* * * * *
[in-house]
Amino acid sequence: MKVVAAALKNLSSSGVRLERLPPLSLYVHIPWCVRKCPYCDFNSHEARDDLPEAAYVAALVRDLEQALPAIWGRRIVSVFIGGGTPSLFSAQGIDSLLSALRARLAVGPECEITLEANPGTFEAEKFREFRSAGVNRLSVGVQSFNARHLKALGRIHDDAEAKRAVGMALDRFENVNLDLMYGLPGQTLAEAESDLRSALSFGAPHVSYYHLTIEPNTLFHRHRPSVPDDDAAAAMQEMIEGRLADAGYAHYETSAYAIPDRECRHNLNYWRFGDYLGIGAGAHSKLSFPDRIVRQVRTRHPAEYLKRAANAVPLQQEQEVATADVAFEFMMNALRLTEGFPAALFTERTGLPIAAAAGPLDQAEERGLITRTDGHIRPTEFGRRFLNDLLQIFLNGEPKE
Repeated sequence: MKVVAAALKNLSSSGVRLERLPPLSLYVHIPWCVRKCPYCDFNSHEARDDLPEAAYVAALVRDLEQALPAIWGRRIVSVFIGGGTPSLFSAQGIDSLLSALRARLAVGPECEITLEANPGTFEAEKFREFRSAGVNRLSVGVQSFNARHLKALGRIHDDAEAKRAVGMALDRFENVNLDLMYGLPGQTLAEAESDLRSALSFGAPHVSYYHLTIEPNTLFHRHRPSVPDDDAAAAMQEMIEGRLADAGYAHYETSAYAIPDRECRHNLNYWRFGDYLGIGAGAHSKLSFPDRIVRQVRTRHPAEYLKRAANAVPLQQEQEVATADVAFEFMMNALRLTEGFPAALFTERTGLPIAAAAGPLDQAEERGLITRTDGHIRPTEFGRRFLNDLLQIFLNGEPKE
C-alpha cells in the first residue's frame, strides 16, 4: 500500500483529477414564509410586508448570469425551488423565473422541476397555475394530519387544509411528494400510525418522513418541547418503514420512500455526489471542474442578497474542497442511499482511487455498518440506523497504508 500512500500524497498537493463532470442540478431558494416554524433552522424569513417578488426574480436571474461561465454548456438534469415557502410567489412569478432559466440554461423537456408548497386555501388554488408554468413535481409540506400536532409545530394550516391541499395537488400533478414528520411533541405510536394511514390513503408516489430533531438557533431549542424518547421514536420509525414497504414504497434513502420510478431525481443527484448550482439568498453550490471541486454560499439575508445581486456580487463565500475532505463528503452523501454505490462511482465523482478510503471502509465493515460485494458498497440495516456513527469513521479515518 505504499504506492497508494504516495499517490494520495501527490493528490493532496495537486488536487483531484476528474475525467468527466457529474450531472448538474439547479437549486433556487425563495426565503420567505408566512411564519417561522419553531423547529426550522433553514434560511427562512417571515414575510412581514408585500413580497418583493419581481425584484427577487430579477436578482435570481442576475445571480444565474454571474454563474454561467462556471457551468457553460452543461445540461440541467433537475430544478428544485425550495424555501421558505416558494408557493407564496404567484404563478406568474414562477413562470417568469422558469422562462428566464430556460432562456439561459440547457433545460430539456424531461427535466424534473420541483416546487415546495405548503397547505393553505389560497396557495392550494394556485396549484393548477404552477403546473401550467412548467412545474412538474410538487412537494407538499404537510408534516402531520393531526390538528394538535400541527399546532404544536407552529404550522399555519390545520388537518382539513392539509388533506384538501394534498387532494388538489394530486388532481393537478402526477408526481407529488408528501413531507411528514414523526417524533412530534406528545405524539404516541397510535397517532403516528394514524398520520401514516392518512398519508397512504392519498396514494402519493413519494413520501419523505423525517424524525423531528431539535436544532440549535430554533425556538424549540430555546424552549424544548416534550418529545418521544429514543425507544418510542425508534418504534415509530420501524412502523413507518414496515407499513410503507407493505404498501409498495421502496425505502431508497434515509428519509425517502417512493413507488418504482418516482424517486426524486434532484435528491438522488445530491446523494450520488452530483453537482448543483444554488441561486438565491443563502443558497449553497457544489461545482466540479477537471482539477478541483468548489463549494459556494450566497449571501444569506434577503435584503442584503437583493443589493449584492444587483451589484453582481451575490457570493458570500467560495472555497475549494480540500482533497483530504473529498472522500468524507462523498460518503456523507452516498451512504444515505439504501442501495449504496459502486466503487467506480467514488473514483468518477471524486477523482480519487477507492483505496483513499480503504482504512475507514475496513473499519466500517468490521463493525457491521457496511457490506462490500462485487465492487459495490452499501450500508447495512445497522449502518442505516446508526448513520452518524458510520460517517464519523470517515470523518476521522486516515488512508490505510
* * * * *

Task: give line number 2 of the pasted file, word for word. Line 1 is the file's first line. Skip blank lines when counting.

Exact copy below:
Amino acid sequence: MKVVAAALKNLSSSGVRLERLPPLSLYVHIPWCVRKCPYCDFNSHEARDDLPEAAYVAALVRDLEQALPAIWGRRIVSVFIGGGTPSLFSAQGIDSLLSALRARLAVGPECEITLEANPGTFEAEKFREFRSAGVNRLSVGVQSFNARHLKALGRIHDDAEAKRAVGMALDRFENVNLDLMYGLPGQTLAEAESDLRSALSFGAPHVSYYHLTIEPNTLFHRHRPSVPDDDAAAAMQEMIEGRLADAGYAHYETSAYAIPDRECRHNLNYWRFGDYLGIGAGAHSKLSFPDRIVRQVRTRHPAEYLKRAANAVPLQQEQEVATADVAFEFMMNALRLTEGFPAALFTERTGLPIAAAAGPLDQAEERGLITRTDGHIRPTEFGRRFLNDLLQIFLNGEPKE